LONDON/ANKARA (Reuters) - Despite a diplomatic thaw, Western banks are steering clear of attempts by Iran to get them involved in financing humanitarian transactions, fearing they could be penalised under U.S. sanctions, bankers and government officials told Reuters.
Iran was never barred from buying food or other humanitarian goods under sanctions imposed because of its disputed nuclear programme, but measures by the European Union and the United States have made trade generally more difficult over the past two years by hindering payments and shipping.
As part of talks in Geneva over the nuclear question, Tehran is pressing world powers to speed up trade finance arrangements on humanitarian deals involving both Western and Iranian banks, according to an Iranian government document seen by Reuters and sources familiar with the initiative.
Iranian government officials and international trade sources say Tehran wants to simplify complex trade finance arrangements potentially worth billions of dollars, which would alleviate pressure on the country’s sanctioned banking system.
According to a joint plan of action agreed in November in Geneva, world powers would “establish a financial channel to facilitate humanitarian trade for Iran’s domestic needs using Iranian oil revenues held abroad”.
“This channel would involve specified foreign banks and non-designated Iranian banks to be defined when establishing the channel,” the action plan said.
Iran, with its economy under severe pressure, is keen to push this process forward.
“We have been informed that according to the negotiations and agreements done in Geneva, the possibility to exchange direct LCs (letters of credit) between seven European banks and eight Iranian banks for food, medication and humanitarian goods has been provided,” the Iranian government document seen by Reuters says, although it made clear this was not final.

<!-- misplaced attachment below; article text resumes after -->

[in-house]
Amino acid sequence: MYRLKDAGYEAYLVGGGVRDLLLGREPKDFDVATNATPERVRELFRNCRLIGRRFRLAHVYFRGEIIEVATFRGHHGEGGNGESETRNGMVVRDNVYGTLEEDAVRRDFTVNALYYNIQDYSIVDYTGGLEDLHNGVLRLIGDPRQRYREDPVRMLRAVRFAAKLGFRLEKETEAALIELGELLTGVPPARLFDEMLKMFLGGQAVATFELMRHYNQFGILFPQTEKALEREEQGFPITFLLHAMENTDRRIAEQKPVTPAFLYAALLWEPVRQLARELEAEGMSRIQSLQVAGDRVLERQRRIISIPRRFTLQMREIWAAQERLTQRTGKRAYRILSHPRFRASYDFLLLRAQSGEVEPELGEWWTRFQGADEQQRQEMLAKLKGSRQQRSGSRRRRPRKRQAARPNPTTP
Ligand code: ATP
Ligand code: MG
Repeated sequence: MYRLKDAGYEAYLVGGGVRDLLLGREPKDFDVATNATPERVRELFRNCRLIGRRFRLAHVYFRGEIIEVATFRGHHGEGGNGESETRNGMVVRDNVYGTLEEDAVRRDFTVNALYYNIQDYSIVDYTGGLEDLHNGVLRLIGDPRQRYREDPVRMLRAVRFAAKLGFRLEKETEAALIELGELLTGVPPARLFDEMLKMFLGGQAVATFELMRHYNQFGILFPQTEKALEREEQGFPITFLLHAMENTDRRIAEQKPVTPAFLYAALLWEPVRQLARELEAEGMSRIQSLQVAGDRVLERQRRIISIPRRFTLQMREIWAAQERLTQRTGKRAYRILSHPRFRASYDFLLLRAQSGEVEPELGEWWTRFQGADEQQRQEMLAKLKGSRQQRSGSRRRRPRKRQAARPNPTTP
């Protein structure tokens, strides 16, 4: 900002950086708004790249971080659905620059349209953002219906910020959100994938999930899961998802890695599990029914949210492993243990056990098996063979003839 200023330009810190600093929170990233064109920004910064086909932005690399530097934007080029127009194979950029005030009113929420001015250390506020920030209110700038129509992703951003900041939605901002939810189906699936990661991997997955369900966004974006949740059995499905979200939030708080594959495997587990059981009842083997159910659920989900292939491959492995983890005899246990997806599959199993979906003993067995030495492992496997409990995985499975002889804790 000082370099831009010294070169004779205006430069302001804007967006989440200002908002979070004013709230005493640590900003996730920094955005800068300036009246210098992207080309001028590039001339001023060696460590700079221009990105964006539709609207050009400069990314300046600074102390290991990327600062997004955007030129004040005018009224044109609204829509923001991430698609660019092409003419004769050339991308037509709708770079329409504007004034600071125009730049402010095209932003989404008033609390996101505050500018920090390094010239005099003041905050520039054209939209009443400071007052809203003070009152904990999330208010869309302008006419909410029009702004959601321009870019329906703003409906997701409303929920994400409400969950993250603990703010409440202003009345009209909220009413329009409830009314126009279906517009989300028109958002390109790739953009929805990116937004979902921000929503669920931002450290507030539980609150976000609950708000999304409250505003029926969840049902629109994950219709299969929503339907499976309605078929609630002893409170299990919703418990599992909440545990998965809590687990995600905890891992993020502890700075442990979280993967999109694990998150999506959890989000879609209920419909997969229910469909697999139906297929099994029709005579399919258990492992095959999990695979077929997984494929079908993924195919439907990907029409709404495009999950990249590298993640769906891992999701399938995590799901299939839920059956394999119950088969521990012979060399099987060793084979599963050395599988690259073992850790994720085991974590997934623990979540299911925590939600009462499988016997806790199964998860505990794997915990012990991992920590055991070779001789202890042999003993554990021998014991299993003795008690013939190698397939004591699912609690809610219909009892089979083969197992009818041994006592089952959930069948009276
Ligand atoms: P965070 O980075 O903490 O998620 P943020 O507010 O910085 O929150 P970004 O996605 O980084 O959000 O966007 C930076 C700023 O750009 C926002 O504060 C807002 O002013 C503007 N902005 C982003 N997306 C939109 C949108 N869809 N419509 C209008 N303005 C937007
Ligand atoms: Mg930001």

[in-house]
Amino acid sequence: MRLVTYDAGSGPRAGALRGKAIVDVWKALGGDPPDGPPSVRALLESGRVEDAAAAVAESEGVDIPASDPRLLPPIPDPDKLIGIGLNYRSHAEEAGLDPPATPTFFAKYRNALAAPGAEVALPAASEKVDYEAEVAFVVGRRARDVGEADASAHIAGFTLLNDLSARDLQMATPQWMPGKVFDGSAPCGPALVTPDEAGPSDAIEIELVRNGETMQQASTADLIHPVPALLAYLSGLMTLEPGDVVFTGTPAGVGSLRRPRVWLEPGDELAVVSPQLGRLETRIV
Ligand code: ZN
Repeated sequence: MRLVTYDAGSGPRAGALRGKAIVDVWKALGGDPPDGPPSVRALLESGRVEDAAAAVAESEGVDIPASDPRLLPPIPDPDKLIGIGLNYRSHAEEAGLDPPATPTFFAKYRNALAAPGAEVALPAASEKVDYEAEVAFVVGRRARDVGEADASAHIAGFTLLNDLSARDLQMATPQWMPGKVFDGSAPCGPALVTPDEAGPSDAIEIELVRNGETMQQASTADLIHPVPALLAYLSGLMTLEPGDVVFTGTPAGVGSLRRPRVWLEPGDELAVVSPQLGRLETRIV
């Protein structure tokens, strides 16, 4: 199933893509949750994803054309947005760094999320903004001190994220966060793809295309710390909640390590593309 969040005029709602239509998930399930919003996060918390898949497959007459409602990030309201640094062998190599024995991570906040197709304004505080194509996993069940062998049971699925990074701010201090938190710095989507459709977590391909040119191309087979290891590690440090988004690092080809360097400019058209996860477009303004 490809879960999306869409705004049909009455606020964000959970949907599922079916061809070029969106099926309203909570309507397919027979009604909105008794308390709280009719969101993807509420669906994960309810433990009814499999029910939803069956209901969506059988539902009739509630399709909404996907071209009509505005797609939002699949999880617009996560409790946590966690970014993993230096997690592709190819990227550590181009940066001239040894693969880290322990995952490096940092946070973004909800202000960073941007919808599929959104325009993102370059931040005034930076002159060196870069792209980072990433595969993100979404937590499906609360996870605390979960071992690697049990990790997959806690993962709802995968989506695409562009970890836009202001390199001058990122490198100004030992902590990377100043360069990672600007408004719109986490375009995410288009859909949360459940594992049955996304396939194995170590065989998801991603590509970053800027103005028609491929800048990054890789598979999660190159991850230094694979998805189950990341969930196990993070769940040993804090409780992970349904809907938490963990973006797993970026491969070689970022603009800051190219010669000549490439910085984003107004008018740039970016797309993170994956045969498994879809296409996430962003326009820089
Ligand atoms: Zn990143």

“Please note, that we can accept no legal liability regarding this information as it remains to be officially confirmed by the responsible authorities.”
The U.S. Treasury and EU officials declined to comment.
But a U.S. official told Reuters that Washington had been talking with some banks.
“Some banks are willing to play a part here. But not all of them. There are a lot of big banks that have been subject to fines for engaging in transactions that were in violation of U.S. sanctions that aren’t willing to do anything - even humanitarian,” the official said.
“They just are not willing to do business with Iran. And we are not in a position to say, you have to.”
Banks may well feel the need for caution in this area.
Regulators in New York and Washington are looking at potential violations by France’s Credit Agricole and Societe Generale of U.S. sanctions imposed against countries like Iran, a person familiar with the investigation said.
In 2012 New York regulators threatened to revoke Standard Chartered’s banking licence after it broke sanctions on Iran. HSBC was fined $1.92 billion by U.S. regulators for various violations including doing business with Iran. In February, BNP Paribas set aside $1.1 billion for a possible fine for breaching U.S. sanctions on countries including Iran.
Several banking sources, speaking on condition of anonymity due to the sensitivity of the subject, said Western banks were wary of getting involved in the latest initiative. One said banks would need cast iron assurances that they would not face exposure before even considering it.
“It is only natural that banks will be cautious to what the political world offers. It changes so quickly, as events in Ukraine can attest,” the banker said.
“What we could be looking at is very short-term financings or involvements and structures, so you will have optionalities to exit should anything go wrong,” he added. “Banks will need more clarity.”